The plot is obviously nothing really new but fans of dystopian science- fiction movies like "1984", "A Clockwork Orange", "Fahrenheit 451", "Soylent Green", "Rollerball", "Battle Royale", "Equilibrium", "V For Vendetta" and even "The Hunger Games" or "Divergent" should like some parts of this movie. In this film, a mysterious Korean resistance group called "Hureisenjin" steals museum artifacts to open a portal that should help them to travel back in time and change the course of Korean history back to normal. This radical group that is ready to sacrifice itself and the life of others to fight for Korean independence faces an institution called the Japanese Bureau of Investigation where two friends, a Korean and a Japanese cop, try to arrest them. The Korean cop denies and even despises his Korean culture as his father was a cop that betrayed the JBI and abandoned his family to help the "Hureisenjin". The investigation has personal issues for this cop and he soon starts to lose his tempers and his neutrality. When he is about to discover the fact that he is living a big lie in an alternative timeline and that the Japanese manipulated history to control the Korean peninsula, his Japanese superiors suspend him from the case. The Korean cop though continues his investigations that lead him to important historical events that took place in China and Russia. As he gets closer to the secret and is about to change his mind about his origins, he gets attacked by an assailant in his apartment. When his mentor gets killed instead and the cop survives, he gets blamed for the murder by his superiors and realizes that he is the victim of an incredible conspiracy. The cop seeks the help of the "Hureisenjin" and ends up being a key element in their quest to change history back to normal.

    The story is intriguing enough to carry this movie but the acting is only of a good average quality. Some characters could have been depicted in a more profound way such as the Japanese cop and his wife or the mysterious female leader of the resistance group. I think that the movie should have focused on the difficult friendship between the Japanese and the Korean cop because this is by far the movie's strongest element. The weird visions and the strange connection between the main character and the female leader of the "Hureisenjin" are rather stereotypical, wooden and ultimately a letdown. Some parts of the movie are a little bit too melodramatic as well such as the slow motion scenes where a young boy gets killed during an assault. It seems to me that the movie focuses more on the predictable and supposedly tear-jerking elements instead of using its true strengths. I must also admit that the atmospheric first half of the movie around the investigation case is much more original and tense than the predictable and lengthy second half where all secrets are quickly revealed. It would have been more interesting to make an out-thought mini-series of this plot than a movie where the intriguing elements are cut off to focus on annoying mainstream passages.

    Fans of dystopian movies and all those who are interested in Japanese and Korean cinema will still like many parts of this movie. It's not the masterpiece it could have been but still watchable enough to get entertained rather well. The promising elements in the first half of the plot definitely made me want to read the original novel in the end.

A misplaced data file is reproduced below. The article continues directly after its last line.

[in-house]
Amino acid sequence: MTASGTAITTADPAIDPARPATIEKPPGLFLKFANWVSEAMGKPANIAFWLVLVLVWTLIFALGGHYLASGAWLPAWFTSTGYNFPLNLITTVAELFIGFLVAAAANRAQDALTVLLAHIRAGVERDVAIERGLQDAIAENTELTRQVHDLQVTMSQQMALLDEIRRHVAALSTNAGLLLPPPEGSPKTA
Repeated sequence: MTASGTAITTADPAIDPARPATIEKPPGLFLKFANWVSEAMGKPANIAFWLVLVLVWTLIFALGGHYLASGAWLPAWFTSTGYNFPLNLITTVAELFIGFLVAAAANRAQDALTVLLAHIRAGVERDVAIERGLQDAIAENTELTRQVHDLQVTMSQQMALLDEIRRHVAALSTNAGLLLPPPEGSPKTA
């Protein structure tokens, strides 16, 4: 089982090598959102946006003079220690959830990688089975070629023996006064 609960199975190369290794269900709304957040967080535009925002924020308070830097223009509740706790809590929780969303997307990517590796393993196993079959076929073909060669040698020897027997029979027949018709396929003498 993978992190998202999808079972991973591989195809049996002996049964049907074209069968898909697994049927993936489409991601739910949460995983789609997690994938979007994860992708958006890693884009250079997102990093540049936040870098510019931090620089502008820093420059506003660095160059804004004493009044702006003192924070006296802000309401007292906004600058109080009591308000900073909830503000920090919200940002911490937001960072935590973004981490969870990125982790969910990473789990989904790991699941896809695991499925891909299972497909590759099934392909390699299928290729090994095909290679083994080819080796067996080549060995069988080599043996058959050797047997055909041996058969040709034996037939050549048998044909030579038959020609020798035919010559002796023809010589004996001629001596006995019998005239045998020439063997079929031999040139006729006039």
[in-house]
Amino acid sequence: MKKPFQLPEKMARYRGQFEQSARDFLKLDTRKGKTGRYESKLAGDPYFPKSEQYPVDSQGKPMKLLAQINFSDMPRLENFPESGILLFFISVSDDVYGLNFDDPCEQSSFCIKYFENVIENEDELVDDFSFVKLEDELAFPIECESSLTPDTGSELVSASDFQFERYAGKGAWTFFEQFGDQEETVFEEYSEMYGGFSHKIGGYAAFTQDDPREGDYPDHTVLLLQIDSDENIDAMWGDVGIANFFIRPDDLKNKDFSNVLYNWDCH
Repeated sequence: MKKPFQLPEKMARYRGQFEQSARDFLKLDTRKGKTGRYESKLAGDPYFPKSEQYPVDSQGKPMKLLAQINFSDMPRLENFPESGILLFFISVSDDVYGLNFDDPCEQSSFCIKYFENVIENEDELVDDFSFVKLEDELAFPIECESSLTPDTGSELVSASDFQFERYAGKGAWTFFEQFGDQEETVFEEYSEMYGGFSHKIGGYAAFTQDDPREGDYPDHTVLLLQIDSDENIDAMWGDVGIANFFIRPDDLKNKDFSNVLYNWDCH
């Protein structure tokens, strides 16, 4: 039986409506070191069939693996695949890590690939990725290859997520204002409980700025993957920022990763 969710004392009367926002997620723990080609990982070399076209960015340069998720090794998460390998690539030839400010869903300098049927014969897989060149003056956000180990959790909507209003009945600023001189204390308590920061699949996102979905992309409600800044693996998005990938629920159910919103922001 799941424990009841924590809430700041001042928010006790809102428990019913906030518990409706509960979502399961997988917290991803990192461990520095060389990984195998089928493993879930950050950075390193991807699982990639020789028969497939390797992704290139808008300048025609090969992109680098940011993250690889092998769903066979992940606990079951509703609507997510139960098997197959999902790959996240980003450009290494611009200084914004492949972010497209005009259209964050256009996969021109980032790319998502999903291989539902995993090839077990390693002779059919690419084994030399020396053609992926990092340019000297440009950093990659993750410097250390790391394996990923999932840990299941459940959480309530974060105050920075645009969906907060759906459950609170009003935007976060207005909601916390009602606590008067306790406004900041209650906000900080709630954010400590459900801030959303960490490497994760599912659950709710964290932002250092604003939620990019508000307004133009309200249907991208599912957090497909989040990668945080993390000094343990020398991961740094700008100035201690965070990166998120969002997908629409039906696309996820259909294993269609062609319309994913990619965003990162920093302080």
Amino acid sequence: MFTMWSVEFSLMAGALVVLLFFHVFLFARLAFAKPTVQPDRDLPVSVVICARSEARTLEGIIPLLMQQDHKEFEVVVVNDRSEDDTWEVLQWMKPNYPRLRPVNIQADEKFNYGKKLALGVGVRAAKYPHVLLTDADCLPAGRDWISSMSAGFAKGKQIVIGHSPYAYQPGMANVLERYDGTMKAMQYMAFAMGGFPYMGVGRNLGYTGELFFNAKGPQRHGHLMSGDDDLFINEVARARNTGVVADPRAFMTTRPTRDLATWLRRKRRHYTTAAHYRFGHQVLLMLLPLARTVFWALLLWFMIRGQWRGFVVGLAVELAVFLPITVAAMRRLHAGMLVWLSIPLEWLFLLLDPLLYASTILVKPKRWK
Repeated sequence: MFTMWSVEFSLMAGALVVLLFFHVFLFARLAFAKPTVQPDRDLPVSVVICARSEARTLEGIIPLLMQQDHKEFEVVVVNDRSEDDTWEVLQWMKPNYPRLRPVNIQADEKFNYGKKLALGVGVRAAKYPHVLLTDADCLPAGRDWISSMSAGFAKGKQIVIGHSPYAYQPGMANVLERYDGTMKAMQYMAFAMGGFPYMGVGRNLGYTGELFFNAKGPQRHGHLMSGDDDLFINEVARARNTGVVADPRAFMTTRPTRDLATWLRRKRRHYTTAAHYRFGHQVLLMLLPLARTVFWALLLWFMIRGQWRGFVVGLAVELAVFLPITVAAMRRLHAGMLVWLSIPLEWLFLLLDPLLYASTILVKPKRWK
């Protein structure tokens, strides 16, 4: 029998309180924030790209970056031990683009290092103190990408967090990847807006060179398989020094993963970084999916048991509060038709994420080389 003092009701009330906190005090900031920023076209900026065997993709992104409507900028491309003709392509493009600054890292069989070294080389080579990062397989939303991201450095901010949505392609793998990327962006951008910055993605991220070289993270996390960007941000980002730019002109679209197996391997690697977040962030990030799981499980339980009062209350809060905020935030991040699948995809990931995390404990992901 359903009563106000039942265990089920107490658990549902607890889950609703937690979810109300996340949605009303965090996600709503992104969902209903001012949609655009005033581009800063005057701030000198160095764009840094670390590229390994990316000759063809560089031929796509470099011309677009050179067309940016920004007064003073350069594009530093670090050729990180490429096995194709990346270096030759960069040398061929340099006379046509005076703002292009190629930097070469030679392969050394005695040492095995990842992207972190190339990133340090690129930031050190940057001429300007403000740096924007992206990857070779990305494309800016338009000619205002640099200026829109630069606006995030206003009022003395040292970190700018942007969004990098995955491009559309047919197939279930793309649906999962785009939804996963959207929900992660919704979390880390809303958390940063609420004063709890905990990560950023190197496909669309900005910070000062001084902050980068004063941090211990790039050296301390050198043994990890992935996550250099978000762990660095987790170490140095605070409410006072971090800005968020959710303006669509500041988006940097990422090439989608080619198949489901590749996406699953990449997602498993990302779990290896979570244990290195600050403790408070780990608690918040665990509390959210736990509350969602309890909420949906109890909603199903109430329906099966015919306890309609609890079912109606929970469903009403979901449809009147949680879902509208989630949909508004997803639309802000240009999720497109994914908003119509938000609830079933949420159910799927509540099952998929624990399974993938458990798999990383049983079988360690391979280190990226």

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  • Deo Ge Im / The Devil's Game (2008)


    We are used to the greatness of contemporary South Korean cinema by now and "The Devil's Game" is another excellent addition to the collection of any serious movie maniac. The film is basically a mixture of a drama and a thriller with a few minor science-fiction elements that kick the story off. The movie is atmospheric, well acted and includes a major twist in the end. It includes many artistic elements. Just the choice of the impressive paintings shown in the movie is excellent. The philosophical inspirations and the intense ending give you a lot of food for thoughts. As many contemporary South Korean movies, this films also critically explores the differences between rich and poor in the country. This some sort of a slow cultural change as elders and billionaires are usually much respected in that country. This movie is not the first one that depicts the old and rich as dominant and ruthless and the young and poor as naive and pure. Watch the remake of "The Housemaid" or "The Taste of Money" for example.

    The greatness already lies in the story but you have to observe closely to understand all the issues in this movie and it's maybe even worth to watch it twice. A rich old man who has controlled, exploited and manipulated all his life is about to die but dreams of eternal youth. He sets up a twisted game and somebody happens to choose an ambitious, poor and young artist as his opponent. The game is simple. The old and the young man call a random number and must guess if a man or a woman answers the call. The old man offers the young artist to become a billionaire if he wins. On the other side, the young has to offer something of an equal value. The naive artist believes that he has to become the old man's servant or slave but the price he has to pay is much higher. In the beginning, the young artist refuses to play the game and leaves the mansion but when he sees that his girlfriend and her family are beaten up because of some serious debts, he changes his mind and accepts the challenge. After several tumultuous events, the young artist dramatically loses the bet and realizes that he has an incredible price to pay. He has to offer his body to the old man to realize his dream of eternal youth. In a complicated surgery, the old man's brain is put into the young man's body and vice versa. When the old man in the young body awakens, he feels strong again and quickly starts to repeat the mistakes of his past life. He also tries to get close to the young man's girlfriend as well and pays off her debts. In the end, he really seems to fall in love with the woman who realizes that he is acting strangely. The young man in the old body awakens and feels sad and weak. He knows that he has only a few months to live. In the beginning, he seems to abandon but with the help of his uncle and a woman that had been betrayed by the old man as well, he starts to look for a way to get his former body and his girlfriend back.